We’re here to help
Losing someone close to you can be very difficult. In addition to the emotional upheaval of coping with a death, you may also need to take care of their financial affairs.
This guide will help if you need to settle the banking affairs of someone who has died. When you are bereaved, dealing with the deceased’s affairs may feel complicated and time consuming. To help, we have provided answers to some frequently asked questions. These cover everything from what documents you will need to provide to us, to what happens if the late customer held a joint account. If at any time you are unsure how to proceed, please contact us.
How do I let you know?
If the deceased was a Santander International customer, please contact us as soon as possible. If the deceased held accounts with a branch other than the Isle of Man branch or Jersey branch, you will need to contact Santander UK plc’s Bereavement Service separately.
We will require one of the following documents in order that we can amend our records:
- the original death certificate; or
- a certified copy of the death certificate.
At the point of notification for a Sole Account holder we will block all access to Online Banking and also any Visa debit cards in the late customer’s name. For Joint Account holders, the late customer’s access to Online Banking, and any Visa debit cards in their name will be blocked. These preventative measures are designed to prevent against theft or fraud.
Please note that we are unable to release any information in regards to any account(s) a person might have held with Santander International until we are in receipt of one of these documents.
Words you may come across when someone dies
Below is a glossary which will help you to understand some of the terms used when you are dealing with a bereavement.
Beneficiary: a person who inherits part or all of the estate.
Certified copy: a copy of the original document that has been signed and verified by an acceptable professional person.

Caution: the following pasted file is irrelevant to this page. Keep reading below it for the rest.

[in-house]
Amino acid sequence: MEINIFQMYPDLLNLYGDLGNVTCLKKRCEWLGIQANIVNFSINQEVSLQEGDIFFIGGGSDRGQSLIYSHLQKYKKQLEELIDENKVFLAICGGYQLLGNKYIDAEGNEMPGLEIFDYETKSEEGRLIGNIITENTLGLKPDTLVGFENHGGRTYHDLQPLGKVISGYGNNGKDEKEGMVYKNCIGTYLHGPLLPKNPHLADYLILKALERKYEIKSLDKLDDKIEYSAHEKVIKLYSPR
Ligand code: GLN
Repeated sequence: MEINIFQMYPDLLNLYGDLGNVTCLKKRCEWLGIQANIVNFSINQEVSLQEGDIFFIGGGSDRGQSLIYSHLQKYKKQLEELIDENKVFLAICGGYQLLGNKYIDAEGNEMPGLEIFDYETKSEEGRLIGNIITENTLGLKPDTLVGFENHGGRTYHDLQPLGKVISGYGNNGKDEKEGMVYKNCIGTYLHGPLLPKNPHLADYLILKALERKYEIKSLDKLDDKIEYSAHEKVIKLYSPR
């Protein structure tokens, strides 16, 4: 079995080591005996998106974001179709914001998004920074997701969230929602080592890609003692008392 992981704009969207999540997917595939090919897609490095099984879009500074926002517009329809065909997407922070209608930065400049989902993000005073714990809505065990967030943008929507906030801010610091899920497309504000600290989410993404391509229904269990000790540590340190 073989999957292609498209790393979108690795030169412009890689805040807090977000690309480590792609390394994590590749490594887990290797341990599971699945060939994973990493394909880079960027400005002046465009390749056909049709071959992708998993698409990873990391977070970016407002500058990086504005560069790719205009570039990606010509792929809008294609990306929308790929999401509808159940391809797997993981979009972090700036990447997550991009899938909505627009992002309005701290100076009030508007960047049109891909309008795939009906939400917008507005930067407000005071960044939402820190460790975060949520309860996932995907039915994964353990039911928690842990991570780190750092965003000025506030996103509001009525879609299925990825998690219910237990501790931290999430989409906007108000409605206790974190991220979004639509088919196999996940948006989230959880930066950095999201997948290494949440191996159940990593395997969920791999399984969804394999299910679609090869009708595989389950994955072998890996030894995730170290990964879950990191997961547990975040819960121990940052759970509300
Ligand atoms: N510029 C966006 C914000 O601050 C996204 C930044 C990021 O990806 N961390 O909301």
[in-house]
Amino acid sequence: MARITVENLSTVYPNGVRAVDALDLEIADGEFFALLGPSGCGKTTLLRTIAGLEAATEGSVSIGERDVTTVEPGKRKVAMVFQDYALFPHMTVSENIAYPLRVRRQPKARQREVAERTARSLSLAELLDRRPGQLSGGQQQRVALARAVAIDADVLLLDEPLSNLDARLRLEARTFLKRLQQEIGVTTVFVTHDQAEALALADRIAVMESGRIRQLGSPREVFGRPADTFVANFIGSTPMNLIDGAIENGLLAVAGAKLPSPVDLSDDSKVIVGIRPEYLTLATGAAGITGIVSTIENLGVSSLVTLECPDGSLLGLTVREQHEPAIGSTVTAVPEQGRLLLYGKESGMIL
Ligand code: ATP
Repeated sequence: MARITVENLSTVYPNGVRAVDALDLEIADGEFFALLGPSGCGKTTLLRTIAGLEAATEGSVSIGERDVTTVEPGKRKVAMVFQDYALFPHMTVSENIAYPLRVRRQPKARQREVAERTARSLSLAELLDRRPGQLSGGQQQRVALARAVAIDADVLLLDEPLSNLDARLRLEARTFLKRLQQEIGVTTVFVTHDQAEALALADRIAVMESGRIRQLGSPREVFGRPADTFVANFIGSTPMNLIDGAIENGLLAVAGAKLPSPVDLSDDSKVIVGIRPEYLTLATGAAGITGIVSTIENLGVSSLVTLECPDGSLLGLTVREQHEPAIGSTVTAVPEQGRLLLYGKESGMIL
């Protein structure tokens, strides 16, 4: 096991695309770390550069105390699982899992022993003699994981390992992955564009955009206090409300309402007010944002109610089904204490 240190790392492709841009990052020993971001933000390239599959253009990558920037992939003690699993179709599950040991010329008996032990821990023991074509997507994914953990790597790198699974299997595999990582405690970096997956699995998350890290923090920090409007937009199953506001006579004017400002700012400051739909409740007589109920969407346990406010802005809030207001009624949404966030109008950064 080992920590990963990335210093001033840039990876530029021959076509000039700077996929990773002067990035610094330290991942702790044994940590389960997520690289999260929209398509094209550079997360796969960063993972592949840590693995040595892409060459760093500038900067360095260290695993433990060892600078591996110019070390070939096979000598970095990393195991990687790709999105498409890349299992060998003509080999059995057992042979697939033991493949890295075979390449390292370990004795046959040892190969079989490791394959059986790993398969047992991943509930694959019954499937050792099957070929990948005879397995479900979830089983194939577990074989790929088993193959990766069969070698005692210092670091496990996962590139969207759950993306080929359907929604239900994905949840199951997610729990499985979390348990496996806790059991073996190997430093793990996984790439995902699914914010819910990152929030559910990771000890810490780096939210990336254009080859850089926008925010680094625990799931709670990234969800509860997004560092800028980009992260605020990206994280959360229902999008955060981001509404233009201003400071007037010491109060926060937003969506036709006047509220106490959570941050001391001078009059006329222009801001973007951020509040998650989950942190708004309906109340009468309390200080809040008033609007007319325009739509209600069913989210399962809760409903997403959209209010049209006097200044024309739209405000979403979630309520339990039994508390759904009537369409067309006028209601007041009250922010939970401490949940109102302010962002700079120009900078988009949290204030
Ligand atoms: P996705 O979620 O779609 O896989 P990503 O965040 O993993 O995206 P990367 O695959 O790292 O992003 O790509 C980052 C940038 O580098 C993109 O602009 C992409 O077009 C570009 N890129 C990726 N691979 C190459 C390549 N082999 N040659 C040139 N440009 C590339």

Customer/Personal representative: generic term for someone who is administering the estate.
Crown Dependency: a territory that is under the sovereignty of the British Crown but does not form part of the UK. The Crown dependencies are the Channel Islands and the Isle of Man.
Death certificate: the legal document issued by the registry office after a death has been registered.
Estate: all assets, including money held in a bank account, belonging to the deceased.
Executor: a person appointed by a testator to carry out the terms of their Will.
Grant of Letters of Administration: a document giving the authority to administer an estate where there is no Will. This is known as dying intestate.
Grant of Probate: A document formally allowing someone to administer the personal property (movable estate) held in the country of issue of someone who has died. The deceased must have left a Will.
Grant of Representation: a collective term for both the Grant of Probate and the Grant of Letters of Administration. The Grant provides the names and addresses of the Executors or administrators.
Intestacy rules: the rules dictating how the deceased’s estate is to be shared when there is no Will.
Joint Account: means an account that is held by more than one person with us. Joint account holders are jointly and severally liable for any funds, deposits withdrawals and general up keep of the account, in line with the agreed terms and conditions of their account(s).
Situs: the place where something (i.e. your bank account) is held to be located in law.
Testator: A person who has made a Will.